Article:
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PRWID raises fees for water, sewer connections on new construction

Sun Advocate associate editor

There will be a significant hike in what new homes and businesses have to pay to hook up to sewer and water service in Carbon County - but that increase is not as much as it could have been.

The Price River Water Improvement District Tuesday voted on the following increases, which will become effective in 90 days:

*Hookups to the culinary water system, which now are $400 for retail and wholesale customers, will to to $2,500.

*Sewer connections will go from the current $725 wholesale to $852. Retail connections will increase from $800 to $1,250.

A retail customer is one who hooks up directly to PRWID water or sewer. Wholesale customers are those who live in cities with their own water and sewer departments, such as Price, Helper and Wellington.

The reason for the increase, in the words of board chairman Richard Tatton, is to "meet our responsibility to our current customers" and prevent a subsidy of new connections.

Those new hookups represent a growing demand for water and sewer services, which in turn lead to increased costs for water and sewage treatment.

If the new customers do not pay high enough connection fees, then the additional cost must be borne by all customers.

These so-called impact fees may only be spent on capital improvements, explained general manager Jeff Richens. They will not be spent on routine maintenance and treatment, which would amount to keeping regular monthly rates artificially low.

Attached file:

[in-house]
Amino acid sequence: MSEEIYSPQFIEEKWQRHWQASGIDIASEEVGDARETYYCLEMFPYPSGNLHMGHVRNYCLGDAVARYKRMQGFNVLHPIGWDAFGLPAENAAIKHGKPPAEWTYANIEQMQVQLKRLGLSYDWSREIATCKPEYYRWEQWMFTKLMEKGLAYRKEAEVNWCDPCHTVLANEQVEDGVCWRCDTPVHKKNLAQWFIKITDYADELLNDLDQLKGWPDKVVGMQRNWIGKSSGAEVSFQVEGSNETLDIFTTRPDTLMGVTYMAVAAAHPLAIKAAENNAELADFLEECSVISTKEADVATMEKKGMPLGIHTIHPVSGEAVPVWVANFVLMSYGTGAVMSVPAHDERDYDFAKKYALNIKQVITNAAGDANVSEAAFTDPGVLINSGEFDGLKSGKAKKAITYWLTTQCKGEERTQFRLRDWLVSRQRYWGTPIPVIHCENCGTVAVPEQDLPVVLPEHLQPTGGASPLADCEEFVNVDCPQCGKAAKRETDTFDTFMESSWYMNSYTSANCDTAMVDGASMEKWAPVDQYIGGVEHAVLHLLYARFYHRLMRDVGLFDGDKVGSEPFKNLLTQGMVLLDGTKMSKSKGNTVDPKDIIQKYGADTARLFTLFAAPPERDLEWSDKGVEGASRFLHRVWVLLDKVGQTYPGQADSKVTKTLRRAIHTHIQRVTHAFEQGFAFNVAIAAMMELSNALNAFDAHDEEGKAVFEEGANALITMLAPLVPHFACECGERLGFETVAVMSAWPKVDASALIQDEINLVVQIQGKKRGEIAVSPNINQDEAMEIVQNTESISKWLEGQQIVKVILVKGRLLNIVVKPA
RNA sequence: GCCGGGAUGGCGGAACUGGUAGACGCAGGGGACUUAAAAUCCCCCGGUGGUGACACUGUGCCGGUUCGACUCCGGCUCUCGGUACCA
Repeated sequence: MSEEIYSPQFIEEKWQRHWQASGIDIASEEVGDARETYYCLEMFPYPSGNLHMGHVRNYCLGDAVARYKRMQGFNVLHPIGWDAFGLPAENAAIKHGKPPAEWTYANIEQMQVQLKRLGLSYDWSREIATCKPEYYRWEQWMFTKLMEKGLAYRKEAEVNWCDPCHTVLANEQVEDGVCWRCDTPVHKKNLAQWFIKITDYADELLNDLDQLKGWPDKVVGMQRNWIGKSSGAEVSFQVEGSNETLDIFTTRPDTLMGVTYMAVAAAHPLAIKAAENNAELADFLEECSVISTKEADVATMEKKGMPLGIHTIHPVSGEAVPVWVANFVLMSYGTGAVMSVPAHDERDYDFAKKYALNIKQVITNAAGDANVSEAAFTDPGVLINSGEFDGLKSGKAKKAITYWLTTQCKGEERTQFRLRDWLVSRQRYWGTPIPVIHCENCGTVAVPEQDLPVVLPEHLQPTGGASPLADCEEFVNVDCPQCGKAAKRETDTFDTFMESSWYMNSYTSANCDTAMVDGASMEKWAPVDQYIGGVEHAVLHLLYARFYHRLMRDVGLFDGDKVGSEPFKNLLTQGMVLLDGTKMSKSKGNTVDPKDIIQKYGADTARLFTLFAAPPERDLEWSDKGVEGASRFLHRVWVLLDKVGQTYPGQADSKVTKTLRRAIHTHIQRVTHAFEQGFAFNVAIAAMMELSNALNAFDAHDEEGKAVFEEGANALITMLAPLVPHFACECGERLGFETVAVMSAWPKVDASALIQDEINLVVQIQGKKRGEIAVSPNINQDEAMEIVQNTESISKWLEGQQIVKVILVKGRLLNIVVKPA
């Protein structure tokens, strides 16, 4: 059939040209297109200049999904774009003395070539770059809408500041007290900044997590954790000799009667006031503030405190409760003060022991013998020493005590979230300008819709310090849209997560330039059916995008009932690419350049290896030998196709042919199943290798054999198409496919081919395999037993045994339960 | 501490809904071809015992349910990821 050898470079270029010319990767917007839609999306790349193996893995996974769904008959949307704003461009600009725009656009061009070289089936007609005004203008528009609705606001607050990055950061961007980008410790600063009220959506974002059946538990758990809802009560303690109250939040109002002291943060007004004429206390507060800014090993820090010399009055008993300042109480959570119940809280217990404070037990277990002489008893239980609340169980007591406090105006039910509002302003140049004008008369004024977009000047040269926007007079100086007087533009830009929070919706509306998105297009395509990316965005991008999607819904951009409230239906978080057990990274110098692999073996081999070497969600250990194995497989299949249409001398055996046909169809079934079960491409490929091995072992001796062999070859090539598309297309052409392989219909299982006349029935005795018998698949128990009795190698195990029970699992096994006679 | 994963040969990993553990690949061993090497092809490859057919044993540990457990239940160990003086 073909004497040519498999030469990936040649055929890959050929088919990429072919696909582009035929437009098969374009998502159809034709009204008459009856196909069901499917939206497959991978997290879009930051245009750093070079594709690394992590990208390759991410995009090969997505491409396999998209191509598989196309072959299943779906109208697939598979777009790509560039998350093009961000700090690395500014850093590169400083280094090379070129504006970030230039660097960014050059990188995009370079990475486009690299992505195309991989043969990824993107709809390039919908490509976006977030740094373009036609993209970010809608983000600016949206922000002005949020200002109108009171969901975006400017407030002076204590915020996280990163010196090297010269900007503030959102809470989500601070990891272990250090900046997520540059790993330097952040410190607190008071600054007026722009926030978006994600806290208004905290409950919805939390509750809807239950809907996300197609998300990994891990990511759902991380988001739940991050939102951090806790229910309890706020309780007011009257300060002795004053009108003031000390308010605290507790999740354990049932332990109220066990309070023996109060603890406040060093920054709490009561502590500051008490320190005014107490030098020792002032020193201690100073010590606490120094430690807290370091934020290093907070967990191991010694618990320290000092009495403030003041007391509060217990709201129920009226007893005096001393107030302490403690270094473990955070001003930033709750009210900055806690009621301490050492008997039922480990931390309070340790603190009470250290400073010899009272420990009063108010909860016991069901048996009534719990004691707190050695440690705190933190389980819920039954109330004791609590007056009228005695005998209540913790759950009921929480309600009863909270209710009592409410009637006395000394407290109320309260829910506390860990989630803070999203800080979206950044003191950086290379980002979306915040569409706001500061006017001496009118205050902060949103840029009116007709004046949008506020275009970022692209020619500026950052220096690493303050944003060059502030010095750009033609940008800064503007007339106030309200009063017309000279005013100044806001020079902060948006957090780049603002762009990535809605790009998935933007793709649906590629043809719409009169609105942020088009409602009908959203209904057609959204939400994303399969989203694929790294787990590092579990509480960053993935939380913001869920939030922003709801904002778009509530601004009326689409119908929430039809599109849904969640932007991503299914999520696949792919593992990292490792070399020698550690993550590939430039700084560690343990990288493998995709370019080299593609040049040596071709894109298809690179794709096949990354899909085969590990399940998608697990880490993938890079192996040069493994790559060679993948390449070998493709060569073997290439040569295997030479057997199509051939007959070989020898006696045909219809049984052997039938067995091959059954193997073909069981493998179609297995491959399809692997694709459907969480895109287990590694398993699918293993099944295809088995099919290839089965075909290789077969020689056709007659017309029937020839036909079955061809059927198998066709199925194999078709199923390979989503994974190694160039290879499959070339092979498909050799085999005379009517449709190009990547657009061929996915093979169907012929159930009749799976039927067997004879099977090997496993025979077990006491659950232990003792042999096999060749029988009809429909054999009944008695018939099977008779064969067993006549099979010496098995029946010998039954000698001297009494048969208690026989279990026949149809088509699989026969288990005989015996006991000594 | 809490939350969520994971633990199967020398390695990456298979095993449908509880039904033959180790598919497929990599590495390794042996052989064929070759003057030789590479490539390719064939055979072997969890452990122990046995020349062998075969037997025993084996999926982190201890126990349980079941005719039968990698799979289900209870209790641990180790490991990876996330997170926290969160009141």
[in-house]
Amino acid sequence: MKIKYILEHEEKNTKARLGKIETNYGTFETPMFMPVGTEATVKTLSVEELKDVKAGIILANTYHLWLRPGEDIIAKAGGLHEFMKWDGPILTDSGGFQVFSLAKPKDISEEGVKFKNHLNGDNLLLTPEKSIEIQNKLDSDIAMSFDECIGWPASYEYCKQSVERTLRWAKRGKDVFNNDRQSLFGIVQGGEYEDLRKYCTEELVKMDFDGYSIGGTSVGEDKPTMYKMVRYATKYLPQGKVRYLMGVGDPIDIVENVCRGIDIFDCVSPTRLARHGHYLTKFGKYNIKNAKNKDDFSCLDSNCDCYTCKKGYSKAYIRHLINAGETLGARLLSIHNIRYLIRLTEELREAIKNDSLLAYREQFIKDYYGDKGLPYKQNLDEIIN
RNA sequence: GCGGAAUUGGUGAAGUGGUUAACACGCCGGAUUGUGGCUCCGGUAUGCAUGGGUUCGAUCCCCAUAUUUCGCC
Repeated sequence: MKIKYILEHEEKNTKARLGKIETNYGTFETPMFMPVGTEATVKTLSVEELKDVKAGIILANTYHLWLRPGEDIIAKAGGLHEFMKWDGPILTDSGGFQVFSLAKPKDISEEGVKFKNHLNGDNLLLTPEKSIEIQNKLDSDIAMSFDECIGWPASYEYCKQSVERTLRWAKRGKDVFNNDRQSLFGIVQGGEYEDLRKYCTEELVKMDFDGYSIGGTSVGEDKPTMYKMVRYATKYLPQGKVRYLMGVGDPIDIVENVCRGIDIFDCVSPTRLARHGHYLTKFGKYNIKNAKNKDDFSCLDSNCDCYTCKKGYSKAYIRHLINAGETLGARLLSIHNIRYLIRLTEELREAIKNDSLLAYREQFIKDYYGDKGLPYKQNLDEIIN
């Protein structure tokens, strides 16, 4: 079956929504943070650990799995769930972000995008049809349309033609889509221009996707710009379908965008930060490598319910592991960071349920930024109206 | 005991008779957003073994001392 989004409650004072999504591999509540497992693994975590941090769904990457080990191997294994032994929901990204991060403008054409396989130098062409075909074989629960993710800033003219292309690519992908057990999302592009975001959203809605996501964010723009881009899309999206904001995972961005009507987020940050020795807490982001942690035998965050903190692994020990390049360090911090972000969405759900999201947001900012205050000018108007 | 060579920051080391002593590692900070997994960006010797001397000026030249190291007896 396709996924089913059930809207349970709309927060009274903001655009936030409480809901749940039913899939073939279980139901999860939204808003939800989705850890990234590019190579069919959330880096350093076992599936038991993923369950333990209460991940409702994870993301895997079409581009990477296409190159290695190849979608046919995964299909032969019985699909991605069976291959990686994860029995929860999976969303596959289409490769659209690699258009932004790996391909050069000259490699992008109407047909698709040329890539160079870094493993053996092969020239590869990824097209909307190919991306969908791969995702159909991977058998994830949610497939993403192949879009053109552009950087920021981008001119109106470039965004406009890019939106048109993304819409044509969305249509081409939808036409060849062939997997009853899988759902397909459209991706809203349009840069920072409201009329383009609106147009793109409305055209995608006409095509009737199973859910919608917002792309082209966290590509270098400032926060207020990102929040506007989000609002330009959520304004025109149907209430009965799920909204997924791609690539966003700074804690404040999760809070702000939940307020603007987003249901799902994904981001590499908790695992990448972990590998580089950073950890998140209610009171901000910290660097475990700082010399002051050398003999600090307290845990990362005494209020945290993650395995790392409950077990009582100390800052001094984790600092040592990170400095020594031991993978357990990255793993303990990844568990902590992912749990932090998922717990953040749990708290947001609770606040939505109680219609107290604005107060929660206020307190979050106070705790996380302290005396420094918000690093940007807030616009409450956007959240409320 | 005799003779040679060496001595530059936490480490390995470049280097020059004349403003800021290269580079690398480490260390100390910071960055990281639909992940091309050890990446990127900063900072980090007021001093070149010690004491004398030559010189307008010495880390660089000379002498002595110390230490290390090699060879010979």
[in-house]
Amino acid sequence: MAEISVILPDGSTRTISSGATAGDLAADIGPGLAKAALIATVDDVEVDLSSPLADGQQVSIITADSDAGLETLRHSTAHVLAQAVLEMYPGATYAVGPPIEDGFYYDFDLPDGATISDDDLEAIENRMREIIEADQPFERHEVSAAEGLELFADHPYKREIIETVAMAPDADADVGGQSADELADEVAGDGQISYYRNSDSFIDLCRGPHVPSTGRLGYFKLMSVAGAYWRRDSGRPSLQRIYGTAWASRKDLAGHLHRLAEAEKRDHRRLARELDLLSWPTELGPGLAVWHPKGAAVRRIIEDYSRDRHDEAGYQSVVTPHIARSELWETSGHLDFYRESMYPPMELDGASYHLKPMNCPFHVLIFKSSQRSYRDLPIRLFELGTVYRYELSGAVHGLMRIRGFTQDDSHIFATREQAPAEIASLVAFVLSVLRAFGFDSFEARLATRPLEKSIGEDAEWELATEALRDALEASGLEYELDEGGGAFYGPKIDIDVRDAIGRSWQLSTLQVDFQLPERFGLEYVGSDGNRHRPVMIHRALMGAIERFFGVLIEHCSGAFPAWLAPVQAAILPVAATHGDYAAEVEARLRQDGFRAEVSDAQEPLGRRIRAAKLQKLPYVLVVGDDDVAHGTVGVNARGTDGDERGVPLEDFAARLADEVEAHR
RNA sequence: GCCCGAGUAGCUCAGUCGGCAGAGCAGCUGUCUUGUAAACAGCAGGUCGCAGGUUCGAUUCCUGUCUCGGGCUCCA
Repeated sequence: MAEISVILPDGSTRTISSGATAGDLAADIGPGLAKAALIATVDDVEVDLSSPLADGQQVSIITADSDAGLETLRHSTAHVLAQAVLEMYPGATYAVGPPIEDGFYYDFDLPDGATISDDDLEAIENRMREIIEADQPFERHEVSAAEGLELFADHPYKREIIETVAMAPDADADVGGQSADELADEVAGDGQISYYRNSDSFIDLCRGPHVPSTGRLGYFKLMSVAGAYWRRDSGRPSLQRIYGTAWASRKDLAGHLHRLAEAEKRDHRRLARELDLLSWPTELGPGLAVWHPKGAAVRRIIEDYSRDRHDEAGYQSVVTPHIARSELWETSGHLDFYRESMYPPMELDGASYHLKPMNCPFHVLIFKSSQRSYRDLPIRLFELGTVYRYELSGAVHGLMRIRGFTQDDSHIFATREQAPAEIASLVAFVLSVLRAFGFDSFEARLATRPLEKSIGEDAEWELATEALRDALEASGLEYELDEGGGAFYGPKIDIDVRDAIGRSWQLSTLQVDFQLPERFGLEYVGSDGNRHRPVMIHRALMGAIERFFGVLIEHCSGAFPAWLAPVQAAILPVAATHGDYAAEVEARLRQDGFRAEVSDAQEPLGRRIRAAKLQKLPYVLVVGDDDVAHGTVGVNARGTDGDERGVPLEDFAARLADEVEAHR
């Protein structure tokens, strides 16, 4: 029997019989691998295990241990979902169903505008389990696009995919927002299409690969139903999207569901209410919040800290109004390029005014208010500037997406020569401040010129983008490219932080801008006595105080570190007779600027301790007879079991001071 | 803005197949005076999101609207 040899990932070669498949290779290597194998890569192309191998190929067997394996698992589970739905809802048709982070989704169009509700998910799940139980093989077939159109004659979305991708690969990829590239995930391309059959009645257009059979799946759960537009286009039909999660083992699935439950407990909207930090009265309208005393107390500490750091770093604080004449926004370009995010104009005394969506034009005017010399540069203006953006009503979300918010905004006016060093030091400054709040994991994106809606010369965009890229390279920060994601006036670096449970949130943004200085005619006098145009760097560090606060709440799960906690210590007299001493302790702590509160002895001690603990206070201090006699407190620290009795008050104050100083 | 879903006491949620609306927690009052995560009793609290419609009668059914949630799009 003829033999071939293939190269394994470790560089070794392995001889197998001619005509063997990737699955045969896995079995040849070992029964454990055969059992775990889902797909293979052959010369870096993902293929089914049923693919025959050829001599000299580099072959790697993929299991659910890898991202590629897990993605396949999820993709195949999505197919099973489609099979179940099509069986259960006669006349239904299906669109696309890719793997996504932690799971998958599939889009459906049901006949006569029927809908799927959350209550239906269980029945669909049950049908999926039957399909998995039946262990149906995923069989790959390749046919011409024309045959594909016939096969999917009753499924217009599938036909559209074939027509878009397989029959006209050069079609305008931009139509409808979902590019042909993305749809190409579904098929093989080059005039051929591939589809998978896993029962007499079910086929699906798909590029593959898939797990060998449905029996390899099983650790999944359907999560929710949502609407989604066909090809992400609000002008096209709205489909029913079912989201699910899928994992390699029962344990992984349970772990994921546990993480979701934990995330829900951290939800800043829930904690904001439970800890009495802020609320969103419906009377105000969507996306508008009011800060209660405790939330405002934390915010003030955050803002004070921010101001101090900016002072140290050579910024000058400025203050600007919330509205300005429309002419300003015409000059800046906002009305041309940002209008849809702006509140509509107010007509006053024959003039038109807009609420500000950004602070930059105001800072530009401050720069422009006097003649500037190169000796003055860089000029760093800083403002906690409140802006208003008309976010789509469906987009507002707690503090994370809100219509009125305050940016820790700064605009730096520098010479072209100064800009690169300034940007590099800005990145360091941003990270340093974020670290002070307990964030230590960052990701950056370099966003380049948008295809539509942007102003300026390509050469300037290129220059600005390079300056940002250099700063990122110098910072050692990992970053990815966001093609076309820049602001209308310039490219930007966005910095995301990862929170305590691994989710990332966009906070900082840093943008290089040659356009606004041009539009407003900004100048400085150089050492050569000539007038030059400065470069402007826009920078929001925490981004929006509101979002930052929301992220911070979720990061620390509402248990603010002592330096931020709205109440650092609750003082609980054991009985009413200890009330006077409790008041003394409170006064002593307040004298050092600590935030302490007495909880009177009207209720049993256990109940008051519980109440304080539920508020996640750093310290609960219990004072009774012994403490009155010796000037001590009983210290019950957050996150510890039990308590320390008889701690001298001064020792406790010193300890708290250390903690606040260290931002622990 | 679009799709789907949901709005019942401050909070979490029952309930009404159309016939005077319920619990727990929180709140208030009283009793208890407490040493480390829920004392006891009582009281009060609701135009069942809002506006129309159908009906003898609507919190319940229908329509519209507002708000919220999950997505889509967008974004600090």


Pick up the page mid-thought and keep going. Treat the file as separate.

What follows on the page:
There was much back-and-forth discussion about issues of fairness to both new and current customers. Board member Keith Cox, for instance, was leery about adding to the cost of new construction in the county. He also noted that current rates include the adoption of radio-read meters. Since new homes and buildings must install these on their own, then pay for everyone else's through monthly rates, it did not seem fair.

Wellington mayor Ben Blackburn, also reluctant to raise the impact fees, nevertheless said he saw the need. When Wellington went before the Community Impact Board to get emergency funds for sewer repair, that board would not grant the full amount.

The CIB determined that Wellington rates were too low, meaning that city residents were not carrying their own weight financially.

Noting that PRWID and the cities in Carbon County depend so much on CIB funding, board member Steve Rigby said the increase in impact fees for water and sewer will demonstrate good faith in keeping the district's finances in order.

None of the increases were at the maximum calculated by the district's rate consultants. The high end of the impact fees could have been $3,035 for water and $1,535 for sewer.

However, board members were reluctant to go that high on either.

In addition to the fee for connecting to culinary water on the PRWID system, customers must also provide a water share or its equivalent to the district.

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